Depending on how big games you want to play you have some limitations and requirements regarding what you can and must bring. First up, regardless of size, your army need to belong to one of the four Grand Alliances in the game – Order, Chaos, Death or Destruction. In a Battlehost game (2000 points, 2 and a half hour game) you can bring 1-6 Leaders, 3+ Battleline, 0-4 Artillery, 0-4 Monsters and any number of other units. Again simple. Check your units’ Keyword and the tables in the Handbook to see what unit takes what slot. There is a limitation on summoning (and by other means gaining free units), you can reserve any number of points to have a Reinforcement points. These are the points you can use to summon stuff. You don’t have define what you are going to use them for but instead they offer you full flexibility. Maybe you need some more Spirit Hosts to tie up your opponents advance, summon them or maybe you need some Black Knight rush a flank, summon them instead. Oh, if you bring an army with less points than your opponent then you get a small buff. Smart.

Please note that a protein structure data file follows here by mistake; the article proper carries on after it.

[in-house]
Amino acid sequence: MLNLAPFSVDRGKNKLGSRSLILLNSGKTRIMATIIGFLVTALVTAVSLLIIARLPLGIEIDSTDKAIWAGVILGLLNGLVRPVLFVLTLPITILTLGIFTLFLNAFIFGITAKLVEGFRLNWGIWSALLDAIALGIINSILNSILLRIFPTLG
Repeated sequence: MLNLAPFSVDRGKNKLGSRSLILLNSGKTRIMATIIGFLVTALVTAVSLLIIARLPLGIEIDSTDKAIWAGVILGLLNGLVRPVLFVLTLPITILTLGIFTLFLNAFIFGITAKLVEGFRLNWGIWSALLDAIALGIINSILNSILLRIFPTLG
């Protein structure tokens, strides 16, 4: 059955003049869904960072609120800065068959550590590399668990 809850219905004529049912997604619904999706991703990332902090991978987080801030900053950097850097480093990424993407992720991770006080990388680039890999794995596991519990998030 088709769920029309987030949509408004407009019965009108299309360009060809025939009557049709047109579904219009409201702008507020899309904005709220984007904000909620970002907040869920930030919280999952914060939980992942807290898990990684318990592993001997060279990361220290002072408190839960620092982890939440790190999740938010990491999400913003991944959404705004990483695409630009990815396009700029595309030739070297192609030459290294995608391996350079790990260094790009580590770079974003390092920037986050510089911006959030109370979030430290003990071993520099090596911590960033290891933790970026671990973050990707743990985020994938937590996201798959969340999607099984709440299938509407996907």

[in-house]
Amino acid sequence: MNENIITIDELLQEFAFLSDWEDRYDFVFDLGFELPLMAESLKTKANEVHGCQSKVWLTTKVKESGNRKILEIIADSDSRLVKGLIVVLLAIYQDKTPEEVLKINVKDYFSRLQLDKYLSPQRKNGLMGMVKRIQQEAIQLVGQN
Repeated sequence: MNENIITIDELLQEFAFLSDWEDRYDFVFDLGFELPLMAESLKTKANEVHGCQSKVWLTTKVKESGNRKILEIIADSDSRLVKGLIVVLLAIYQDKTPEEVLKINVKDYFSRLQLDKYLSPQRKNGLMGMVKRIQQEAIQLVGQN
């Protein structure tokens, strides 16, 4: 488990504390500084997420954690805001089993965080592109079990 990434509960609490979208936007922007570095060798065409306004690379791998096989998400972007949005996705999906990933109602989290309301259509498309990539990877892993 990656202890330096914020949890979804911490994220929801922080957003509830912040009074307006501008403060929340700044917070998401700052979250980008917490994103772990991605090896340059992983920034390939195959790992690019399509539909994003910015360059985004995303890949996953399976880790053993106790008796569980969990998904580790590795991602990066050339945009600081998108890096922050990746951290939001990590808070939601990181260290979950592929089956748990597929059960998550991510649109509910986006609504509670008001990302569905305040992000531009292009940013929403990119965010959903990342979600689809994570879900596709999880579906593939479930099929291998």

You get six Battleplans too, these are basically your Eternal War missions that you roll or pick before the game. And at the end of the book there are some rules for Allegiance Abilities – every Grand Allegiance have a Battle Trait (think Chapter Tactics), every General have a Command Trait (Warlord Trait) and some heroes can get Artefacts of Power. You get to pick Trait and Artefact from you Allegiance table, allowing you to both convert models appropriately and build your army around a certain strategy.
You probably guessed it, I’m extremely happy with this book. It is an awesome buy. Cheap, ripped with great rules, ideas, tips and other useful stuff and absolutely jam-packed with great pictures. I feel like super-fanboy number one but this is probably the best publication from Games Workshop in a long, long time. You should pick it up.